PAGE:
Belvedere Gardens Shopping Center

There are 407 people who live in the area of Loch Raven and Belvedere in Baltimore who no longer have ready access to needed food and supplies. That’s because of the closing of the Belvedere Gardens Shopping, a 55,000-square-foot property which was anchored by a Family Dollar store, a Chinese Food restaurant, and several convenience stores.

The shopping center was important to residents who would shop there on a regular basis and could walk there, especially for people who may not have a car. The Chinese Restaurant, which was called China Wok, was one of the fast food delivery stores I would order from often, but now it’s closed.

It remains unclear why the shopping center closed last year. It was sold by its previous owner, Saul Centers, in 2012 for a reported $3.9 million to an undisclosed buyer. No matter the reason, the effects of the closing are real. The closest shopping center to the area is in Hillen Dale and takes close to 20 minutes to get to by foot. Although, there are more stores at the Hillen Dale location, that still doesn’t change the fact that it is an inconvenience to people who don’t drive.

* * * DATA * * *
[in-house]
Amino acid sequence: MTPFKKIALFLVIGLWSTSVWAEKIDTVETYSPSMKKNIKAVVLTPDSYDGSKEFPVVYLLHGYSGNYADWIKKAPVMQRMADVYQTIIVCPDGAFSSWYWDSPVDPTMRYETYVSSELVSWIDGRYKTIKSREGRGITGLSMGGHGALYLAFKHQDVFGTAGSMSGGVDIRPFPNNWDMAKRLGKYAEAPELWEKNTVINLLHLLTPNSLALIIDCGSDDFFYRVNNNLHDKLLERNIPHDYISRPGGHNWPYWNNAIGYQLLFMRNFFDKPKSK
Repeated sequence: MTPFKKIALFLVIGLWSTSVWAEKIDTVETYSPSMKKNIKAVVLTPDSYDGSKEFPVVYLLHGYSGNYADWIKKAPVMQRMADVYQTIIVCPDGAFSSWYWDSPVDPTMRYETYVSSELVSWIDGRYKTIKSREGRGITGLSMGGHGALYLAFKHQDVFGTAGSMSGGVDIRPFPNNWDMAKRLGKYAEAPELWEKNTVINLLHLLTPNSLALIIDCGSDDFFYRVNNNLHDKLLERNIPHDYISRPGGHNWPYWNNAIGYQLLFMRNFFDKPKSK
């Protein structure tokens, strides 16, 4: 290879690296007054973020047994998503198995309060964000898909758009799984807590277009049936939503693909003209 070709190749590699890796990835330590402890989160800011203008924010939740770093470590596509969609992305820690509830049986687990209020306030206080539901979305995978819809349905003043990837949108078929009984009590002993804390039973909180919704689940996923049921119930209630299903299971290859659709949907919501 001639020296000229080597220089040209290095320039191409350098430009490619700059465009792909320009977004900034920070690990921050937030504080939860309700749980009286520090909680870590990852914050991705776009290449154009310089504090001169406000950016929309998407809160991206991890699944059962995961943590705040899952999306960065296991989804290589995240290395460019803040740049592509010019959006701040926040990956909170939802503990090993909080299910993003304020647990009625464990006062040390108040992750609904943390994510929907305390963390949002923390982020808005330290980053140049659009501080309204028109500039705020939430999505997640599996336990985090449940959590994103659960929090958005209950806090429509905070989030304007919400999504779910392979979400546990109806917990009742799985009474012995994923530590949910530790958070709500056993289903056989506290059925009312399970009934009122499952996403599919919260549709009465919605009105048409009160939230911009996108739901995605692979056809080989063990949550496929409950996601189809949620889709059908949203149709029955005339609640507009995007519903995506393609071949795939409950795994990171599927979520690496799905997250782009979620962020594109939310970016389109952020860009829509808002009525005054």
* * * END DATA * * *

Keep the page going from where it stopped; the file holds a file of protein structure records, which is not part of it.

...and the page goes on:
While public transportation is an option, it is often a hindrance. The MTA bus line 3 does run there, but it can take up to a half-hour of travel time depending on the weather and whether the bus is running late, which it frequently does.

Fortunately, there are more stores at the Hillen Dale shopping center, such as Family Dollar, Giant, a nail shop, a beauty salon and a beauty supply shop, as well as plenty of fast food restaurants.

In many Black neighborhoods finding reliable food sources is often difficult. For example, a recent Johns Hopkins study found that one in four of the city’s residents live in so-called food deserts and have limited access to food.

Furthermore, many city residents rely on convenience stores because regular grocery stores are often inaccessible to residents.

The Belvedere Gardens Shopping Center was sold for $3.9 million to an unknown buyer and future plans remain unclear. What is clear, is that in the near future residents have limited options when it comes to healthy food.

Temprest Myers is an intern in the Baltimore office of the AFRO American. She is a journalism student at Morgan State University.